Every day I bear a burden, and I bear this calamity for a purpose:
I bear the discomfort of cold and December’s snow in hope of spring.
Before the fattener-up of all who are lean, I drag this so emaciated body;
Though they expel me from two hundred cities, I bear it for the sake of the love of a prince;
Though my shop and house be laid waste, I bear it in fidelity to a tulip bed.
God’s love is a very strong fortress; I carry my soul’s baggage inside a fortress.
I bear the arrogance of every stonehearted stranger for the sake of a friend, of one long-suffering;
For the sake of his ruby I dig out mountains and mine; for the sake of that rose-laden one I endure a thorn.
For the sake of those two intoxicating eyes of his, like the intoxicated I endure crop sickness;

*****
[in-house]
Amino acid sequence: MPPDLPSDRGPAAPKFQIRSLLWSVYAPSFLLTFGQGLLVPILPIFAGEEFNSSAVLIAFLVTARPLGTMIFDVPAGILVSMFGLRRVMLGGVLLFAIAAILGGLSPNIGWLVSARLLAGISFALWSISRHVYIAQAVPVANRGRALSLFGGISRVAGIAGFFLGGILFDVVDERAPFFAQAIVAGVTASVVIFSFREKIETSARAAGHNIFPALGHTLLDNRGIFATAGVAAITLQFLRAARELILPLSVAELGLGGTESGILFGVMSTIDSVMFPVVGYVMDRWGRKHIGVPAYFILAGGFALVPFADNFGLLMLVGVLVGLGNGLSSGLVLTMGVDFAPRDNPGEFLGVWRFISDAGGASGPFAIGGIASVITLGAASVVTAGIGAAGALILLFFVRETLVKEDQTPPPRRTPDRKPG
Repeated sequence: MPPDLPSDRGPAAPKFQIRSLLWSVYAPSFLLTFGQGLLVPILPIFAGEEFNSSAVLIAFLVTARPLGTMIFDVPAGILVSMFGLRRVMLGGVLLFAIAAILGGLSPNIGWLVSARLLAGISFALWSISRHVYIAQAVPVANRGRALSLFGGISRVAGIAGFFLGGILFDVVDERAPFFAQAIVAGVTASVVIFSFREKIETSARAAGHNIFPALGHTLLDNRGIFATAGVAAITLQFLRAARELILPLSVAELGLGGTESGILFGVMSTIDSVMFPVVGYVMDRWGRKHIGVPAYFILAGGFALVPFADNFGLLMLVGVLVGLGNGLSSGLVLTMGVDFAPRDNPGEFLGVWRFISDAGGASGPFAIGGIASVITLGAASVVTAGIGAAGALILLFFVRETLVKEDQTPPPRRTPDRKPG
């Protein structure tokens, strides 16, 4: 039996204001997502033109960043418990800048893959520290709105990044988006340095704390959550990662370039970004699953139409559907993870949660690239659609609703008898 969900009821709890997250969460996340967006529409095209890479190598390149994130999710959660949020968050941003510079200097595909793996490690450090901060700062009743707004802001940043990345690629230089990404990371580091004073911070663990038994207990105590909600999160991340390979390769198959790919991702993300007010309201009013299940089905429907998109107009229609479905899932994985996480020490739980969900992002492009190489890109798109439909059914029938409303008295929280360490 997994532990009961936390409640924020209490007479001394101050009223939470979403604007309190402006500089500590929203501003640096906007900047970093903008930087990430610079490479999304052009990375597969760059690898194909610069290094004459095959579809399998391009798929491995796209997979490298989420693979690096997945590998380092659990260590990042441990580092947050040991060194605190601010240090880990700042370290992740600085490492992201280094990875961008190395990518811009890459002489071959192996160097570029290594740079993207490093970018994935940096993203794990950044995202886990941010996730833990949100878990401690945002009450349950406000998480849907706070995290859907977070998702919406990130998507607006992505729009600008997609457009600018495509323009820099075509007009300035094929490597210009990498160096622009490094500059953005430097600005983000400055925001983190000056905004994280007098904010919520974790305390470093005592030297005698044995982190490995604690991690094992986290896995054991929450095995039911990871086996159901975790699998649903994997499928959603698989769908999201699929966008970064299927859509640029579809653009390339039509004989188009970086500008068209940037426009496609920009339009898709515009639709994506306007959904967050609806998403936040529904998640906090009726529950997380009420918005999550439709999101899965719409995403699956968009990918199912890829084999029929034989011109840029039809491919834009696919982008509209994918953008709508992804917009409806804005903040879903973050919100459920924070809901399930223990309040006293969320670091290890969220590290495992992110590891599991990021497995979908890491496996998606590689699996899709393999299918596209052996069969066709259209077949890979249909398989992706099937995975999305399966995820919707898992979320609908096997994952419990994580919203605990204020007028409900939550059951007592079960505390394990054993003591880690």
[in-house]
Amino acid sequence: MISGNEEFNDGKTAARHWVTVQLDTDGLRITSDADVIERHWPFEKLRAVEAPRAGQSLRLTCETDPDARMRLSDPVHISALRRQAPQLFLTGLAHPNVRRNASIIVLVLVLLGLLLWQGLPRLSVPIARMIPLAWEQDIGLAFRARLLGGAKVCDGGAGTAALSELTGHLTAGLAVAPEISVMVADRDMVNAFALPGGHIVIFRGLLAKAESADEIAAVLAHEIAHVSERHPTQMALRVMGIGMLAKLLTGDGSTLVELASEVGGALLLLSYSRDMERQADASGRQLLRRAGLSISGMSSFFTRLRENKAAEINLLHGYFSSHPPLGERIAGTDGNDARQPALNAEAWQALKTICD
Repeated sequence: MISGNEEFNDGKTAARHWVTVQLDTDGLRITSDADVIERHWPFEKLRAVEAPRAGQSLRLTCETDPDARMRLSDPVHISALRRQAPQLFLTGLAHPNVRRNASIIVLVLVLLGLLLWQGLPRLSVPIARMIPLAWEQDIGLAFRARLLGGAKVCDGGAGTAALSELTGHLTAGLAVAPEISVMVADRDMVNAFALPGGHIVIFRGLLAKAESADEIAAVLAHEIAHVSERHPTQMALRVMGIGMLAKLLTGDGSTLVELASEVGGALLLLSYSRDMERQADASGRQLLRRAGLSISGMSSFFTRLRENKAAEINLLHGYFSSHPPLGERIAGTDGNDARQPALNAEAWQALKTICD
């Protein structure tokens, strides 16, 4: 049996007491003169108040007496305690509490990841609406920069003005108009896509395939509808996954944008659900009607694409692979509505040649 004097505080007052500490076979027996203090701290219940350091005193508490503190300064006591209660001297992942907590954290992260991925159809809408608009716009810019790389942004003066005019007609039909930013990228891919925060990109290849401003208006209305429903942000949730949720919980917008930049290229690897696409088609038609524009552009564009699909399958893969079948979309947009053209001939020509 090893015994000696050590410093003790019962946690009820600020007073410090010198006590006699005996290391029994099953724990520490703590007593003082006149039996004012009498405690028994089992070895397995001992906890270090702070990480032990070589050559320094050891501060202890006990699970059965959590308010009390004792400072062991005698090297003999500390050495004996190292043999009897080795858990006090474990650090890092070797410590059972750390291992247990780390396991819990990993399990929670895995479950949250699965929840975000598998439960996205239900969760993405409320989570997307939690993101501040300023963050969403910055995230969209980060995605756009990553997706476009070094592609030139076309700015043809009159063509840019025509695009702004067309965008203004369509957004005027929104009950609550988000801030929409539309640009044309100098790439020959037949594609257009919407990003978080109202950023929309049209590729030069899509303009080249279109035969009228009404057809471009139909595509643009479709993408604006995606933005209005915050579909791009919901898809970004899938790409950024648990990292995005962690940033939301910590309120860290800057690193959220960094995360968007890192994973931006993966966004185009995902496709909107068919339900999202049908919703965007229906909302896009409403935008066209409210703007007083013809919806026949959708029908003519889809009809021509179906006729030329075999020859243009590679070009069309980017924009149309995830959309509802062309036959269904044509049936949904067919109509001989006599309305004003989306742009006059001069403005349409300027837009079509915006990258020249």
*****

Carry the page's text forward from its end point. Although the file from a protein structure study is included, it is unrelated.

For the sake of a quarry not to be contained in a snare, I spread out the snare and decoy of the hunter.
He said, “Will you bear this sorrow till the Resurrection?” Yes, Friend, I bear it, I bear it.
My breast is the Cave and Shams-e Tabrizi is the Companion of the Cave.
ġham tumhārā thā zindagī goyā tum ko khoyā use nahīñ khoyā fart-e-girya se jī na halkā ho bas yahī soch kar nahīñ royā ashk to ashk haiñ sharāb se bhī maiñ ne ye dāġh-e-dil nahīñ dhoyā maiñ vo kisht-e-nashāt kyoñ kāTūñ jis ko maiñ ne kabhī nahīñ boyā aabla aabla thī jaañ phir bhī bār-e-hastī